26 January 2009

Ready stance

Last weekend, the AFDA hosted a Coaching Development Course.

Idaho, from Sockeye, was the presenter for the weekend, and shared a range of concepts that he uses when coaching in Seattle.

One of them was the ready stance for a thrower - always having the disc ready to be released as soon as needed. This is useful if a cutter suddenly gets open, or the stall count reaches 9, or the marker starts bumping you. You can throw immediately.

Holding the disc with two hands by your waist - generally not good.

Having the disc out from your body in one hand - good.

This ties in with Idris' earlier point about not pivoting, unless there is a specific need to. Always be ready to throw.

8 comments:

  1. I would add that 'ready' includes being 'wound up' to some extent. If you have to wind up from your ready stance to make a short throw, it's not really immediate.

    Obviously hucks take a bit more work, but getting the shoulder/elbow tandem pulled back (forehand) or being wound up at the hips/torso (backhand) and being comfortable in those positions will also add significantly to this time.

    Totally agreed though--disc in front does nothing to engage the mark or help you throw.

    ReplyDelete
  2. What about a stance that lets the thrower throw either side (FH or BH) in the shortest amount of time on average? I.e. to have equal threat of break throw or open pass.

    A more neutral (central) stance from this perspective could be better. Although your arm could still be out one side without much time loss to the other throw.

    (Note when I think about it, many break passes are inside out anyway, which is a factor.) Thoughts?

    ReplyDelete
  3. In terms of being wound up, I think a lot of it can come from the wrist being cocked. The majority of throwing options that are only open for a split second are under 20 metres. And a wrist snap throw can cover that distance.

    For hucks, any body position that minimises the time needed to throw is also handy.

    ReplyDelete
  4. Goldy, if the disc is halfway between a backhand and forehand, it will take a period of time to get it out to either side. Half the time it requires a grip change and a step across. This could be ok if you wanted to have backhand and forehand equally ready, but I'd rather have one of them ready for an immediate throw.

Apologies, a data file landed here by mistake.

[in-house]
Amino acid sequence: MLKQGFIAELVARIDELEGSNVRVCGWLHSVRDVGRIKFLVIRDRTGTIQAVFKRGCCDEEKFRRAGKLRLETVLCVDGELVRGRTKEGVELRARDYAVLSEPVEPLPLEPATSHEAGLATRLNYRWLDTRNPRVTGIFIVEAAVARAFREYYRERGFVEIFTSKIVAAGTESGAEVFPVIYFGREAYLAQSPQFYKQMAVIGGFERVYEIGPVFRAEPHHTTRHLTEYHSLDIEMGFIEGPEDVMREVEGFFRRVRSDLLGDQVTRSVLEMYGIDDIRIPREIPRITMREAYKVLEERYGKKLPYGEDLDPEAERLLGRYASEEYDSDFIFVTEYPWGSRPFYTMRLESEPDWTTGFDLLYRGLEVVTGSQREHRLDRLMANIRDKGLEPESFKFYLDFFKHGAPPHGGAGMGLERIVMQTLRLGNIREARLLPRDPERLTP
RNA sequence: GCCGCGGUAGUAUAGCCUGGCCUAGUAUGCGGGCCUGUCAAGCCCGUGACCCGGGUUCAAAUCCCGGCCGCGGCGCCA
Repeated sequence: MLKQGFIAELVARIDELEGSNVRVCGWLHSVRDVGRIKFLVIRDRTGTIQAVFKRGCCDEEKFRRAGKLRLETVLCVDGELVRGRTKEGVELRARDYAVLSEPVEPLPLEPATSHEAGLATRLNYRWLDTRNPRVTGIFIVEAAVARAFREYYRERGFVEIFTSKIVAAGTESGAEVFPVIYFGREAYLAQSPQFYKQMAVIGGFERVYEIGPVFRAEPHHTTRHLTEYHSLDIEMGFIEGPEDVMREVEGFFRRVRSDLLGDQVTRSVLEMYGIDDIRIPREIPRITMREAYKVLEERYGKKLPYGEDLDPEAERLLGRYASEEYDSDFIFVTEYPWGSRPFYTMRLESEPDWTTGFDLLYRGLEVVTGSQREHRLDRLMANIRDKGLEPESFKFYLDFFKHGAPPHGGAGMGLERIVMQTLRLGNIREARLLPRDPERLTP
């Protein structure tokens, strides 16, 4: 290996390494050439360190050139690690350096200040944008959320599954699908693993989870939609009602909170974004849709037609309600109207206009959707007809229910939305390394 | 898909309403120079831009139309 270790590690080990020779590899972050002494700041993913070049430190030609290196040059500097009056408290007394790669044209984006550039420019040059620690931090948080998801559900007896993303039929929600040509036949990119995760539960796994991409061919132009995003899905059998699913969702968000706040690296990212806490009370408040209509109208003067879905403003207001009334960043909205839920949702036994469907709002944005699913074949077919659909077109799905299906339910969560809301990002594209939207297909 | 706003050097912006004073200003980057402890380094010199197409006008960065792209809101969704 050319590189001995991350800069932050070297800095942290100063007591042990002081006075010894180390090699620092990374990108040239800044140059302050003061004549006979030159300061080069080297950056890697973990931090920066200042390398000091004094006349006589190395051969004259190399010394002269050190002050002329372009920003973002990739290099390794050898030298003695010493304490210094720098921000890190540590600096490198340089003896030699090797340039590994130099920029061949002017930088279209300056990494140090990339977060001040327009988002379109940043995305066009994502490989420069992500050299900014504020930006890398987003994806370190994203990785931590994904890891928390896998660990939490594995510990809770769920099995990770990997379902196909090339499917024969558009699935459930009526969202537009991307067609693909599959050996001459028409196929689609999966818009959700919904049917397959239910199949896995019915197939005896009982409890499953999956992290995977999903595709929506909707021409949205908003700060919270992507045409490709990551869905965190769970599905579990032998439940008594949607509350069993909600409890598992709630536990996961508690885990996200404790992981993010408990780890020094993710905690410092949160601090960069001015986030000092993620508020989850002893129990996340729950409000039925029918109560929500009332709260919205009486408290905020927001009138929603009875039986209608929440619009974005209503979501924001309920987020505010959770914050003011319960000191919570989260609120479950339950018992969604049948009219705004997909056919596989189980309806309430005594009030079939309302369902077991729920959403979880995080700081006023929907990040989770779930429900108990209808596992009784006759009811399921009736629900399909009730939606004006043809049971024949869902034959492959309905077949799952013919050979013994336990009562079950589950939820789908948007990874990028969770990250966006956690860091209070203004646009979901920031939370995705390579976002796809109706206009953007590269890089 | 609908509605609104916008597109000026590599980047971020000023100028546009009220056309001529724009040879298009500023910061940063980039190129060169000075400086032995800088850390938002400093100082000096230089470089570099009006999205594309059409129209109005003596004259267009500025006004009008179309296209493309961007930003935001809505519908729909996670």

I came across a concept from Idaho that might be an answer to throwing on either side quickly.

    Idaho used what I called a scarf pivot to keep his throwing threat. From a forehand stance with a normal height forehand, he pivoted over via a forehand blade, hammer, high backhand, to normal backhand. It looked like he was putting a scarf on. If he received a bump anytime during the pivoting action, he could immediately throw the disc forward 10 metres. This gives a free throw when fouled by the marker.

    ReplyDelete
  5. I am definitely going to try the scarf pivot.

    ReplyDelete
  6. The scarf pivot is the most awkward movement I've tried in ultimate since throwing a forehand for the first time. You're supposed to change the grip when the disc is behind your head or somewhere around there. I understand the reason for it, but it'd take a bit of getting used to.

    I naturally tend to stand with a forehand grip and wrist cocked, especially when being forced forehand. If I want a backhand, I'll fake a wrist flick to change the grip and bait the marker, then wind up as I'm stepping across to throw as I put my foot down. Never really thought of a more efficient way to do it.

    ReplyDelete
  7. One clear advantage of the scarf pivot (and the "around the world" pivot, its bigger cousin) is that the disc isn't caught in between 2 bodies at any point. But that still hasn't sold me enough that I am using either yet.

    ReplyDelete